[PAST EVENT] Dynamics of coastal meta-ecosystems

April 19, 2013
VIMS - Watermen's Hall, McHugh Auditorium
1375 Greate Road
Gloucester Point, VA 23062Map this location
Presenter: Professor Bruce Menge of Oregon State University

Reception at 3:00 p.m. in the lobby of Watermen's Hall
Seminar from 3:30 p.m. to 4:30 p.m. in McHugh Auditorium

Dynamics of coastal meta-ecosystems: the intermittent upwelling hypothesis and a test in rocky intertidal regions

The intermittent upwelling hypothesis (IUH) predicts that the strength of ecological subsidies, organismal growth responses, and species interactions will vary unimodally along a gradient of upwelling from persistent downwelling to persistent upwelling, with maximal levels at an intermediate or "intermittent" state of upwelling. To test this model, we employed the comparative-experimental method to investigate these processes at 16-44 wave-exposed rocky intertidal sites in Oregon, California, and New Zealand varying in average upwelling and/or downwelling during spring-summer. As predicted by the IUH, ecological subsidies (phytoplankton abundance, prey recruitment rates), prey responses (barnacle colonization, mussel growth), and species interactions (competition rate, predation rate and effects) were unimodally related to upwelling. On average, unimodal relationships with upwelling magnitude explained ~50% of the variance in the various processes, and unimodal and monotonic positive relationships against an index of intermittency explained ~37% of the variance. Regressions among the ecological subsidies and species interactions were used to infer potential ecological linkages that underpinned these patterns. Abundance of phytoplankton was associated with increases in rates of barnacle colonization, intensity of competition and predation, and with predation effects, and rates of barnacle recruitment were associated with increases in mussel growth, barnacle colonization, and species interactions. Positive effects on interactions were also seen for rates of colonization, competition, predation, and predation effects. Several responses were saturating or exponential, suggestive of threshold effects. These results suggest the IUH has geographic generality, and are also consistent with earlier arguments that bottom-up effects and propagule subsidies are strongly linked to the dynamics of higher trophic levels, or top-down effects, as well as to non-trophic interactions. The ~50% of the variance not explained by upwelling is likely due to more regional to local influences on the processes examined, and future efforts should focus on incorporating such effects into the IUH.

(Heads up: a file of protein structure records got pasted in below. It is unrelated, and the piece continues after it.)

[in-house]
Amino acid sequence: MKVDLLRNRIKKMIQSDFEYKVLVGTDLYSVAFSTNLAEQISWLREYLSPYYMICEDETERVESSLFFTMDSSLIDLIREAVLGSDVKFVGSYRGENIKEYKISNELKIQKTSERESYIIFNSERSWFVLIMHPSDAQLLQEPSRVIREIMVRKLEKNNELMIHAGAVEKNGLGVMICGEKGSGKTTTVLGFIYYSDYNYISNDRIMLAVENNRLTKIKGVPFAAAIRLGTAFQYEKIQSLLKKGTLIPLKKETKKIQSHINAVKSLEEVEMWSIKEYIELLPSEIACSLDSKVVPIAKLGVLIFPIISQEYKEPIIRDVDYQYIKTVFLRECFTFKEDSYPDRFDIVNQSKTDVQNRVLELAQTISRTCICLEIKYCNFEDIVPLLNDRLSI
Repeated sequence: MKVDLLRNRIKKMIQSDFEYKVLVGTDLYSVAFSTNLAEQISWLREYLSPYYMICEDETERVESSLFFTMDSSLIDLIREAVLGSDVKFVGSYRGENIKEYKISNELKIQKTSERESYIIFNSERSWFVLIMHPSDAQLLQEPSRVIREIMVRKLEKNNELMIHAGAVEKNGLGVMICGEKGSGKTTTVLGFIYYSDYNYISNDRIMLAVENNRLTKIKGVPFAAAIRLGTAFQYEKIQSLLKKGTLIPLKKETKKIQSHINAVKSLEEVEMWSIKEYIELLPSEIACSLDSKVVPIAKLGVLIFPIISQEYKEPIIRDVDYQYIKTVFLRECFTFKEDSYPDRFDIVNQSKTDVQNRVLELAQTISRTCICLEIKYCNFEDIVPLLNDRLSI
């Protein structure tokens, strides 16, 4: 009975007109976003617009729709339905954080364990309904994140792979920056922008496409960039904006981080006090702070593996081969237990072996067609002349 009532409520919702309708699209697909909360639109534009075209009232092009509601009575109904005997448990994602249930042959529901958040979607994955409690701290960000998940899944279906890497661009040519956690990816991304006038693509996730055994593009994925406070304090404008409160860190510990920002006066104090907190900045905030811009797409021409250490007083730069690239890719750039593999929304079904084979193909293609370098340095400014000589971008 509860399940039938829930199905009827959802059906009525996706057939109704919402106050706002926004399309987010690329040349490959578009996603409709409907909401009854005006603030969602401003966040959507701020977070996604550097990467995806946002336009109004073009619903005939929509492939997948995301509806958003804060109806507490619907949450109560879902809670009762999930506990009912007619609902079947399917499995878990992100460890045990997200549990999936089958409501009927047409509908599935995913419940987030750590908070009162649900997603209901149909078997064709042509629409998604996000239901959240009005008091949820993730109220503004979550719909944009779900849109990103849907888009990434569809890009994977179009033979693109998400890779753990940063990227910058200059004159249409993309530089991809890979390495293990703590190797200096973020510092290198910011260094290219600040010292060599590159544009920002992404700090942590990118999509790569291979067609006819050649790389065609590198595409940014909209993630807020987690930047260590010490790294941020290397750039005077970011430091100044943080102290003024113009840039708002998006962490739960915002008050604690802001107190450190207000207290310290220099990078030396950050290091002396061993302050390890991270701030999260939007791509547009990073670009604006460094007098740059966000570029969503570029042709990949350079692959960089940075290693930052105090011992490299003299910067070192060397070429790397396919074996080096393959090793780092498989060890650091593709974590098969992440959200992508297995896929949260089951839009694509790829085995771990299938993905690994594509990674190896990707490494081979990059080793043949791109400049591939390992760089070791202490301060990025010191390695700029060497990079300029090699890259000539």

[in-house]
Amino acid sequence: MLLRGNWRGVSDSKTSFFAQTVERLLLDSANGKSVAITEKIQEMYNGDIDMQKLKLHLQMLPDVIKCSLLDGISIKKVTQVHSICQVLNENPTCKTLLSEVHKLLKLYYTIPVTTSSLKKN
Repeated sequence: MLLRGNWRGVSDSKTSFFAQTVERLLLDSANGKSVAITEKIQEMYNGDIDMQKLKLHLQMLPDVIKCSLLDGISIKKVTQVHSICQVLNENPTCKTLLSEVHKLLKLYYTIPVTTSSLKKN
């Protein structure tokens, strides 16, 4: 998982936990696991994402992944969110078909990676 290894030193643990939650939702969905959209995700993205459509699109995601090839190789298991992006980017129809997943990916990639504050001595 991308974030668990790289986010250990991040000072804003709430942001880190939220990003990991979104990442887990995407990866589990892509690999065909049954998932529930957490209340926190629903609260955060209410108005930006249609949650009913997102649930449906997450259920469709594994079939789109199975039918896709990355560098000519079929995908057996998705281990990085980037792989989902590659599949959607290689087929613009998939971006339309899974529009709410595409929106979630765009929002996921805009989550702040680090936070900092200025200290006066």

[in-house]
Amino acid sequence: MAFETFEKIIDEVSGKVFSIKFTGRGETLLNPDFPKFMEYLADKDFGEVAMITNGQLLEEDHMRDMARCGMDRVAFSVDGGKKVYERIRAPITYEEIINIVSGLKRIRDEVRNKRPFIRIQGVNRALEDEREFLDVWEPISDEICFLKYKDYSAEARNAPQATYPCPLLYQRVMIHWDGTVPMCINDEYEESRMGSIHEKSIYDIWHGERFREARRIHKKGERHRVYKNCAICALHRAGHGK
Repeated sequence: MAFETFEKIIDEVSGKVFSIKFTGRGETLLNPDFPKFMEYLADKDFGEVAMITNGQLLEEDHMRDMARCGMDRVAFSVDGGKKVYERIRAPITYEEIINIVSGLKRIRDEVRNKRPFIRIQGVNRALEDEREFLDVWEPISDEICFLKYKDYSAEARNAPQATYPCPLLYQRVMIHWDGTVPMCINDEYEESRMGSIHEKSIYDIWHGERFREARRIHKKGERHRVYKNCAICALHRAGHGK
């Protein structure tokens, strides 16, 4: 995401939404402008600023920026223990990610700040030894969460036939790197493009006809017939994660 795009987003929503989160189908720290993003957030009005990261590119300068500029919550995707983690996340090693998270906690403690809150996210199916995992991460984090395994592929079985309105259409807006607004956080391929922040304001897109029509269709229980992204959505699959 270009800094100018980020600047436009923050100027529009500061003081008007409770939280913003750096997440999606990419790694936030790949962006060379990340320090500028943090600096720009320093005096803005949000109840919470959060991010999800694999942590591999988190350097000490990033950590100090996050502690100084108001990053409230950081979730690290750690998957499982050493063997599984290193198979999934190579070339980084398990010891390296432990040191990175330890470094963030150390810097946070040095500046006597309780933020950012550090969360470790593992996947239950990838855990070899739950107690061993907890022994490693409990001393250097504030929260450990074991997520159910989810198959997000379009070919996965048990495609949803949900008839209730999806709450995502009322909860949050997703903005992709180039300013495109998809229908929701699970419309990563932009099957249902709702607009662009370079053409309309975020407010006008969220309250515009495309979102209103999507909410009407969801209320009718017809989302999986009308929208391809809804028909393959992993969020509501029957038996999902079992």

Bruce A. Menge is a Distinguished Professor of Zoology and the Wayne and Gladys Valley Endowed Professor of Marine Biology in the Department of Zoology at Oregon State University. He also served as Chair of the Department from 2008-2011. His major research areas are marine community and meta-ecosystem ecology, physiological ecology, and he is currently focused on the impacts of climate change, including ocean acidification, on coastal marine ecosystems. He received a BA in Zoology at the University of Minnesota in 1965 and a Ph.D. in Zoology at the University of Washington in 1970. He is the lead PI in PISCO, the Partnership for Interdisciplinary Studies of Coastal Oceans, and in OMEGAS, the Ocean Margin Ecosystem Group for Acidification Studies. He is a member and Fellow of the American Association for the Advancement of Science, and a member of the Ecological Society of America, the American Society of Naturalists, and the Society of Limnology and Oceanography. Professor Menge has authored or co-authored >125 refereed research papers. Honors include the George Mercer Award (1979) for the Best Paper in Ecology during the previous year, a John Simon Guggenheim Fellowship (1994-95), an Honorary Doctor of Science degree at Southampton College of Long Island University (1999), recognition as one of the 0.5% of the most cited ecologists over the past two decades (ISI Highly Cited.com, 2002), and the Western Society of Naturalists' Lifetime Achievement Award (2010).

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